There is—always has been—a subset of people drawn to Mumbai, the city of showbiz, hoping for their talent to be discovered, getting that elusive break and maybe reaching stardom. They have been given different labels—strugglers, hopefuls, aspirants. Aram Nagar, a small cluster of cottages in a suburb of Mumbai, meant originally for low and middle income housing, now has a hive of production offices, casting agencies, rehearsal rooms, cafes and a plethora of alternative performing spaces—a breakaway ecosystem, on the fringes on Bollywood, but one that also feeds its vast appetite for content–fresh or recycled.
Amitosh Nagpal’s Mahanagar Ke Jugnu is an affectionate tribute to the optimism and resilience of the youngsters who chip away at the walls of show business—sometimes they make a crack, often they retreat, bloodied but unbeaten. Nagpal plays Jugnu, a writer coping with a bunch of boisterous ideas in his head. They sing and dance as Jugnu tries to find a balance between Dream-Sapna (Sakhi Gokhale) and Life-Zoya (Girija Oak-Godbole), masquerading as a therapist.
From a whimsical beginning, the play smoothly moves to a reality in which the young showbiz contenders have to put their ambitions aside to survive in the city, where just making the rent is an uphill task. The stories of hope and disappointment may be the same, but each experience is different. The scene in which an actor (Mahadev Singh Lakhawat), who works in a call centre to make a living, and tells his mother on the phone that he is fine, is so movingly performed. Because, giving up and going back is not an option many of them have.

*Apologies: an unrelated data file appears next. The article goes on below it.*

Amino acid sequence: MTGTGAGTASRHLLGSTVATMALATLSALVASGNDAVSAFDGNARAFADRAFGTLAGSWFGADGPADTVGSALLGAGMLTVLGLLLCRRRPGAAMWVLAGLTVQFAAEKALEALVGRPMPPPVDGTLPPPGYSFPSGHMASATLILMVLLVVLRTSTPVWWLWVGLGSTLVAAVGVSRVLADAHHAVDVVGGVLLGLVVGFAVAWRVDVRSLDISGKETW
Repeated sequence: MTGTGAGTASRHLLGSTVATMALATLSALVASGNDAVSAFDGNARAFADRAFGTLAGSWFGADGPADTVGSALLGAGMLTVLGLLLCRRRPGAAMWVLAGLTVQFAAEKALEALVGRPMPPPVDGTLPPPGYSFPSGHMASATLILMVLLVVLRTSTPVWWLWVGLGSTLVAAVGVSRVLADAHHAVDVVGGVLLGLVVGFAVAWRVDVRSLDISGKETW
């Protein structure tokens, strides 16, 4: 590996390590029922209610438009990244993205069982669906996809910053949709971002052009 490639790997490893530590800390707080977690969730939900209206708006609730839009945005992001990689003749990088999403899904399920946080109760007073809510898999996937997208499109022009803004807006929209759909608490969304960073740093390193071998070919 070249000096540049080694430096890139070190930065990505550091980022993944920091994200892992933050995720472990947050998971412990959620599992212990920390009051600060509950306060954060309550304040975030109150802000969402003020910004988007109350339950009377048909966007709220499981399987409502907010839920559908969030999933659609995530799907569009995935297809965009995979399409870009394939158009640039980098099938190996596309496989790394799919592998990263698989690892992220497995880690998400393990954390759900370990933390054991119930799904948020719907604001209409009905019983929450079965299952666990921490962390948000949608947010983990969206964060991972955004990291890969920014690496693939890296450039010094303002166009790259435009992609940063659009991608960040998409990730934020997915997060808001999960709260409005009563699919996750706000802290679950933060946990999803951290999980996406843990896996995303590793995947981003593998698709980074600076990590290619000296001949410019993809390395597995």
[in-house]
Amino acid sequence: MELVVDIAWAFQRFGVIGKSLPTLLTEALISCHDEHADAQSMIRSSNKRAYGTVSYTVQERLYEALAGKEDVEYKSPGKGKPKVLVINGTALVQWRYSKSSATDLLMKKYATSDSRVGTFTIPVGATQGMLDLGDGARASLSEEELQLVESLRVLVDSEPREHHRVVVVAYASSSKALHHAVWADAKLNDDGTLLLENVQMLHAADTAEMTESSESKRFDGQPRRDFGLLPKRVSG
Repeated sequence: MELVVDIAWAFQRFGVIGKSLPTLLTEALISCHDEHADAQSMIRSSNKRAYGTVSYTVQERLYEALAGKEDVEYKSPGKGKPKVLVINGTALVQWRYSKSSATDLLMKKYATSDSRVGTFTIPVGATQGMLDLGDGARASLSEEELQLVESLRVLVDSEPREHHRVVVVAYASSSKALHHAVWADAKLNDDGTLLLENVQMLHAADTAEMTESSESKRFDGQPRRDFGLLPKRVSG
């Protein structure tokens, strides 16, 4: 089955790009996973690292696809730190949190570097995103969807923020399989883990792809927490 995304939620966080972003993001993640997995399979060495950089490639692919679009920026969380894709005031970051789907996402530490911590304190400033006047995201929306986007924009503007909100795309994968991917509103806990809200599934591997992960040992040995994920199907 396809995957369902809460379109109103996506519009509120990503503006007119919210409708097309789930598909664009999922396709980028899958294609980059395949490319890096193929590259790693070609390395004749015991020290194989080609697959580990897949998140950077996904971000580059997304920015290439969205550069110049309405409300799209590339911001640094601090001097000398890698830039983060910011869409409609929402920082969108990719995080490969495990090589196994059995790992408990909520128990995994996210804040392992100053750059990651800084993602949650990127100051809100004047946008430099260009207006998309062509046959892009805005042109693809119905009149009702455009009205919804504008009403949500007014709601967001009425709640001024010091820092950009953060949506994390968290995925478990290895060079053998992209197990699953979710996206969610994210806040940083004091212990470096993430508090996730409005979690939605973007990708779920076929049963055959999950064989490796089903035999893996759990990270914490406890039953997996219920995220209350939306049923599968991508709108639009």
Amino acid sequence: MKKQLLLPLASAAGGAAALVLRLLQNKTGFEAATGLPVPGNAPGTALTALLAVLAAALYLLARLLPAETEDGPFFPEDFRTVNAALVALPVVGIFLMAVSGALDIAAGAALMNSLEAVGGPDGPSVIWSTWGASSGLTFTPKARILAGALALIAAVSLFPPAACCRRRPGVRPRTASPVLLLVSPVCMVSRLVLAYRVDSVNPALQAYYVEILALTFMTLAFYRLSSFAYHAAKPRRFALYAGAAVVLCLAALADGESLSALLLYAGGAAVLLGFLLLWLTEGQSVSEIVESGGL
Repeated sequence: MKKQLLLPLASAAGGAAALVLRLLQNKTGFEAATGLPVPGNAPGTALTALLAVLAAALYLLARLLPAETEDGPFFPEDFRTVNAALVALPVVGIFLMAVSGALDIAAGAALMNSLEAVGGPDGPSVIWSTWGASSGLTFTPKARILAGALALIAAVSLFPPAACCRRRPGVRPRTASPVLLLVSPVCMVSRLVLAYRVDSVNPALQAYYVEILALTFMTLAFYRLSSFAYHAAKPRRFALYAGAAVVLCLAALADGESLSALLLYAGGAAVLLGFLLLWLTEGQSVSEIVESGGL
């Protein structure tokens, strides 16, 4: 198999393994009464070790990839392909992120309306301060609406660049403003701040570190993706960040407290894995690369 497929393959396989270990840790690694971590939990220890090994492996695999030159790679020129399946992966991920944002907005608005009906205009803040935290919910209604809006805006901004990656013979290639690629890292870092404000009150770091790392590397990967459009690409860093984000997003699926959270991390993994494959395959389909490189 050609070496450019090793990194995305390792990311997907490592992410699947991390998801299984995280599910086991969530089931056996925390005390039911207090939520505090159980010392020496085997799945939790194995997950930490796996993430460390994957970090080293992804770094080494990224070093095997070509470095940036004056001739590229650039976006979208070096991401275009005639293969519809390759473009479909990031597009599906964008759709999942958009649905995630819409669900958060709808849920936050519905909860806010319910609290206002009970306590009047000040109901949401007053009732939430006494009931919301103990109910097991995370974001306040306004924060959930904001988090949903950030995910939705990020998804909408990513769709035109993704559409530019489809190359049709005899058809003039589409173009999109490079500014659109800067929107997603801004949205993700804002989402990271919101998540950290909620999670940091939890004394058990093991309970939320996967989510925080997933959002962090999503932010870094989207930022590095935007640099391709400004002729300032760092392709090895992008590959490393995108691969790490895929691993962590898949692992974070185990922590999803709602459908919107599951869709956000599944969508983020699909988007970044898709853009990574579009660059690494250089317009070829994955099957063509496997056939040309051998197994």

There is the darkly comic scene of a writer pitching to a producer or channel head, who just wants to follow the latest trend or copy international shows, and is not really interested in listening to the script. The one who has industry connections, can obviously jump the queue.
Writer-director Nagpal tells a story—in beautifully written verse– of that daily toil, frustration and disillusionment, but there is also song, dance and youthful vitality to the characters. He has got a very talented ensemble together, actors who have clear voices, and can sing tunefully. They are not just glimmering fireflies but blazing stars on stage.
The poster of the play calls it a “musical joyride” and it is a promise the production fulfills; those who have an inside track of that world, would relate to much more to the emotional highs and lows of Mahanagar Ke Jugnu, but even for others, there is not a dull moment and the energy never flags.
(This piece first appeared in mumbaitheatreguide.com)